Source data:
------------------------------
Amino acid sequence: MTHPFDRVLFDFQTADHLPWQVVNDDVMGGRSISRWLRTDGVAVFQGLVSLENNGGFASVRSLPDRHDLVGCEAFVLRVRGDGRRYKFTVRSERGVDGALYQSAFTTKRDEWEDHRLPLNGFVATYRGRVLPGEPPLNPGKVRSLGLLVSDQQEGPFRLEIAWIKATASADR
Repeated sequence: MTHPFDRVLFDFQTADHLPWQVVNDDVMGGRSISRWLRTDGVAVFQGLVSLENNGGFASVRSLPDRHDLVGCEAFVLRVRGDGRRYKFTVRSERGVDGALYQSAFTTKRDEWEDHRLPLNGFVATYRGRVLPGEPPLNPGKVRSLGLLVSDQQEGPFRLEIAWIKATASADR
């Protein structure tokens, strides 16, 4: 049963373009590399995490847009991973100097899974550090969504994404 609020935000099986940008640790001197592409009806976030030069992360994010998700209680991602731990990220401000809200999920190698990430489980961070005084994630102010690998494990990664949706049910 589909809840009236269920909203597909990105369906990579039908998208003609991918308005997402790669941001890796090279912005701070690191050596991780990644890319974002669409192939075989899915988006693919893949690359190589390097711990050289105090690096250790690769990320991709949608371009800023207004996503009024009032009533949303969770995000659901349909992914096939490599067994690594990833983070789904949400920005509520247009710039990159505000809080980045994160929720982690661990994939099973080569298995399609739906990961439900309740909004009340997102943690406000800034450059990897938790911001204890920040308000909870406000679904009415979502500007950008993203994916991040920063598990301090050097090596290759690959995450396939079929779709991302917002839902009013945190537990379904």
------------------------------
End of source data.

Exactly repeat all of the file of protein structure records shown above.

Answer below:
Amino acid sequence: MTHPFDRVLFDFQTADHLPWQVVNDDVMGGRSISRWLRTDGVAVFQGLVSLENNGGFASVRSLPDRHDLVGCEAFVLRVRGDGRRYKFTVRSERGVDGALYQSAFTTKRDEWEDHRLPLNGFVATYRGRVLPGEPPLNPGKVRSLGLLVSDQQEGPFRLEIAWIKATASADR
Repeated sequence: MTHPFDRVLFDFQTADHLPWQVVNDDVMGGRSISRWLRTDGVAVFQGLVSLENNGGFASVRSLPDRHDLVGCEAFVLRVRGDGRRYKFTVRSERGVDGALYQSAFTTKRDEWEDHRLPLNGFVATYRGRVLPGEPPLNPGKVRSLGLLVSDQQEGPFRLEIAWIKATASADR
């Protein structure tokens, strides 16, 4: 049963373009590399995490847009991973100097899974550090969504994404 609020935000099986940008640790001197592409009806976030030069992360994010998700209680991602731990990220401000809200999920190698990430489980961070005084994630102010690998494990990664949706049910 589909809840009236269920909203597909990105369906990579039908998208003609991918308005997402790669941001890796090279912005701070690191050596991780990644890319974002669409192939075989899915988006693919893949690359190589390097711990050289105090690096250790690769990320991709949608371009800023207004996503009024009032009533949303969770995000659901349909992914096939490599067994690594990833983070789904949400920005509520247009710039990159505000809080980045994160929720982690661990994939099973080569298995399609739906990961439900309740909004009340997102943690406000800034450059990897938790911001204890920040308000909870406000679904009415979502500007950008993203994916991040920063598990301090050097090596290759690959995450396939079929779709991302917002839902009013945190537990379904």